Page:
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Neuroimage. 2012 May 15;61(1):62-9. doi: 10.1016/j.neuroimage.2012.02.067. Epub 2012 Mar 3.

Correlates of perceptual awareness in human primary auditory cortex revealed by an informational masking experiment.

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Department of Neurology, Ruprecht-Karls-University Heidelberg, Heidelberg, Germany.


The presence of an auditory event may remain undetected in crowded environments, even when it is well above the sensory threshold. This effect, commonly known as informational masking, allows for isolating neural activity related to perceptual awareness, by comparing repetitions of the same physical stimulus where the target is either detected or not. Evidence from magnetoencephalography (MEG) suggests that auditory-cortex activity in the latency range 50-250 ms is closely coupled with perceptual awareness. Here, BOLD fMRI and MEG were combined to investigate at which stage in the auditory cortex neural correlates of conscious auditory perception can be observed. Participants were asked to indicate the perception of a regularly repeating target tone, embedded within a random multi-tone masking background. Results revealed widespread activation within the auditory cortex for detected target tones, which was delayed but otherwise similar to the activation of an unmasked control stimulus. The contrast of detected versus undetected targets revealed activity confined to medial Heschl's gyrus, where the primary auditory cortex is located. These results suggest that activity related to conscious perception involves the primary auditory cortex and is not restricted to activity in secondary areas.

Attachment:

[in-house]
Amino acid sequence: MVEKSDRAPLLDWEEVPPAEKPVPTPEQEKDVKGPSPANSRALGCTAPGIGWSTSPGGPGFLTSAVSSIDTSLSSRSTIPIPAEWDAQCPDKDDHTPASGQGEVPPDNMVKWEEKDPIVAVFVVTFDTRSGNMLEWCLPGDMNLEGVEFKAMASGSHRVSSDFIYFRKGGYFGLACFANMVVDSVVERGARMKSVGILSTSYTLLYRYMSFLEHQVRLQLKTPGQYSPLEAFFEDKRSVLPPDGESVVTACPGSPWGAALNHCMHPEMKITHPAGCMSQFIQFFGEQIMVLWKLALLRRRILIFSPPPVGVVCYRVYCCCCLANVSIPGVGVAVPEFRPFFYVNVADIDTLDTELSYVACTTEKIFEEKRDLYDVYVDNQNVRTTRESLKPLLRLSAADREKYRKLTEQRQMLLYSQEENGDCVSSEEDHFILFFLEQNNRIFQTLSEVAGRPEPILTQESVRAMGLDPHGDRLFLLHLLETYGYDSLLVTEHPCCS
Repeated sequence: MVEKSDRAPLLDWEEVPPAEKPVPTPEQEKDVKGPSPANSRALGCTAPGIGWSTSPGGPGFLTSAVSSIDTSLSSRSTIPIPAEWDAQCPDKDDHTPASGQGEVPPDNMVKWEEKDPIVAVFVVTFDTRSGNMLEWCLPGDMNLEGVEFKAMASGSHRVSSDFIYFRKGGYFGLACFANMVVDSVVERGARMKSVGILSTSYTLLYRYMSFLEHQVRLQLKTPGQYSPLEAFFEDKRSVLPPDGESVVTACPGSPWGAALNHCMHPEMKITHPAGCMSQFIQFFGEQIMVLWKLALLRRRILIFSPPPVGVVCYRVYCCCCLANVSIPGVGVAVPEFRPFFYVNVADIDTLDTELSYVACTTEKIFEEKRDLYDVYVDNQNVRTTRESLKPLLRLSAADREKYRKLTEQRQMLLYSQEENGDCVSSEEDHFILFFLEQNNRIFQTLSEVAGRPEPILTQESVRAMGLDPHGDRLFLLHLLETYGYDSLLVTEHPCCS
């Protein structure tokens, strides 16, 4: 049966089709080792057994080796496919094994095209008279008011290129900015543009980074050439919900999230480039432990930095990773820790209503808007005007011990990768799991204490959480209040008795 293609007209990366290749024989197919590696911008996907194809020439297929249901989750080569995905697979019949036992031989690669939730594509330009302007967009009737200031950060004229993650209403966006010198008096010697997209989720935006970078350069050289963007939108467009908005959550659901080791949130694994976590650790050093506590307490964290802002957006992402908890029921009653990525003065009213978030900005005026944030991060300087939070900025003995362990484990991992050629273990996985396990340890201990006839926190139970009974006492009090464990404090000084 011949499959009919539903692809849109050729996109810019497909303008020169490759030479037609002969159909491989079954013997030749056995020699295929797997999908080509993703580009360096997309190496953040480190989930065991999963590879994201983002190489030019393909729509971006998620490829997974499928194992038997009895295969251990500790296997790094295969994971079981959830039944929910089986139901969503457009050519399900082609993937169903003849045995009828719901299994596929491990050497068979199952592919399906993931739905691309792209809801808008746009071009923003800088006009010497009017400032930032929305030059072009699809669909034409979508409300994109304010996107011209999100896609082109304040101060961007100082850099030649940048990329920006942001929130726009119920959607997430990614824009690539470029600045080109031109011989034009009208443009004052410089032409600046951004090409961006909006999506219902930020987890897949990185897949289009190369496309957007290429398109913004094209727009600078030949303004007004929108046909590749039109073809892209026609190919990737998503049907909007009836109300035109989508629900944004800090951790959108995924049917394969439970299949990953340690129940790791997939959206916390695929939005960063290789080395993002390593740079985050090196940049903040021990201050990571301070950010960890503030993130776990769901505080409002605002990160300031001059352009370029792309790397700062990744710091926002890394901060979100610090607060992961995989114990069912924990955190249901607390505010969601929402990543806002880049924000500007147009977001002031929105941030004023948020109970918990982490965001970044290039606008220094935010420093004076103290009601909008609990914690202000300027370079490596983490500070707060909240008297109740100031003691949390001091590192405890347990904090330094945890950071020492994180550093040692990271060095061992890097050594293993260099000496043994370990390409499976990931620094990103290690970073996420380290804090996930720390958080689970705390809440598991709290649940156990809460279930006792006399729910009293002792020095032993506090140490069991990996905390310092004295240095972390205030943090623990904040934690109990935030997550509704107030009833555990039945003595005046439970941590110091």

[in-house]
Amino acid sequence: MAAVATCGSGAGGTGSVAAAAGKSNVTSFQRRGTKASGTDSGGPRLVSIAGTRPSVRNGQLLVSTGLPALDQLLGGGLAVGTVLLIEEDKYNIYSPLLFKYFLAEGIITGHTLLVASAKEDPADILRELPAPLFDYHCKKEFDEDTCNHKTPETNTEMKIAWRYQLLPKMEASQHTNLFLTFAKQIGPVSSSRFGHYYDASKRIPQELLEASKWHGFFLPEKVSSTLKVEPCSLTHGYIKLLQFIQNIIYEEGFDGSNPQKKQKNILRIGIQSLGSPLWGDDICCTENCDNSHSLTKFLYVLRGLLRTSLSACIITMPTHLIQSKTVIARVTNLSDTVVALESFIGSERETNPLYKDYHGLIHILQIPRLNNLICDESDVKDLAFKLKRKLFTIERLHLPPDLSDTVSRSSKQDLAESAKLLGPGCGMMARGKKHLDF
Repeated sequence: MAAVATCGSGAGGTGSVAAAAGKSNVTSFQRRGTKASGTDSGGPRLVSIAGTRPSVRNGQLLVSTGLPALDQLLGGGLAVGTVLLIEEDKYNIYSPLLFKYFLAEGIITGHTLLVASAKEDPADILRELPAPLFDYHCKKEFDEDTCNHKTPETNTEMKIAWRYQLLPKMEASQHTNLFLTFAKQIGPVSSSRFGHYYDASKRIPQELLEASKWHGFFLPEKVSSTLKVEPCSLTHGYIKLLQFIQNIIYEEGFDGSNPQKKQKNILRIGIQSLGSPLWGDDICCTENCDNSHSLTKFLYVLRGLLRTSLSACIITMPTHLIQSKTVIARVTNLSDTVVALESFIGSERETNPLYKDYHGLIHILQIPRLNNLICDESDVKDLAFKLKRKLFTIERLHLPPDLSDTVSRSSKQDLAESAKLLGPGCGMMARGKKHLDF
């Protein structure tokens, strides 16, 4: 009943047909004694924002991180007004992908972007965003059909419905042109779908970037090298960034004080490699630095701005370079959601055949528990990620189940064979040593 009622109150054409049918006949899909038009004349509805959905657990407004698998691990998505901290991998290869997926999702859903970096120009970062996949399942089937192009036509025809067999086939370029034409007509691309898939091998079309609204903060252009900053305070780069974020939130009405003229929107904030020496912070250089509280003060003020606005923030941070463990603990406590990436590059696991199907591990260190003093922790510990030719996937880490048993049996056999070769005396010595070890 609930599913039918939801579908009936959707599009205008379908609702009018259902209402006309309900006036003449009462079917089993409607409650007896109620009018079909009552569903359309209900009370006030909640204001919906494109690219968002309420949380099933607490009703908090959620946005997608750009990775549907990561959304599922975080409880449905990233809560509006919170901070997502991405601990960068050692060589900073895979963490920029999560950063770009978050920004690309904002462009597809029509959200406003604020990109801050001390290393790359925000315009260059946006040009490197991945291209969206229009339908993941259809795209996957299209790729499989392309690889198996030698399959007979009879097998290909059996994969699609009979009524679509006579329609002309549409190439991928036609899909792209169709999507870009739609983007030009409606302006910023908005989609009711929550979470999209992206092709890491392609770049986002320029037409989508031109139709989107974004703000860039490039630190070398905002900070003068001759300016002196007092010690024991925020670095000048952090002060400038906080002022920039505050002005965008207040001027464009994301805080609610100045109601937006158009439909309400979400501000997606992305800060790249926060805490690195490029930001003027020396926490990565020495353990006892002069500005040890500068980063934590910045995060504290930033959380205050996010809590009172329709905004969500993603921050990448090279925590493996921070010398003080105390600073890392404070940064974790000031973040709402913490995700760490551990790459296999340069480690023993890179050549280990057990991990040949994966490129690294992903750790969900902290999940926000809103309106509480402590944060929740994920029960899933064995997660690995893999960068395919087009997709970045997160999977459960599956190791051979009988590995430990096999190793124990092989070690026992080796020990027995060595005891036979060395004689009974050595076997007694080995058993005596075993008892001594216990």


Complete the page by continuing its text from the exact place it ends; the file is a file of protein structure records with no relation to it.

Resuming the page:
[Indexed for MEDLINE]

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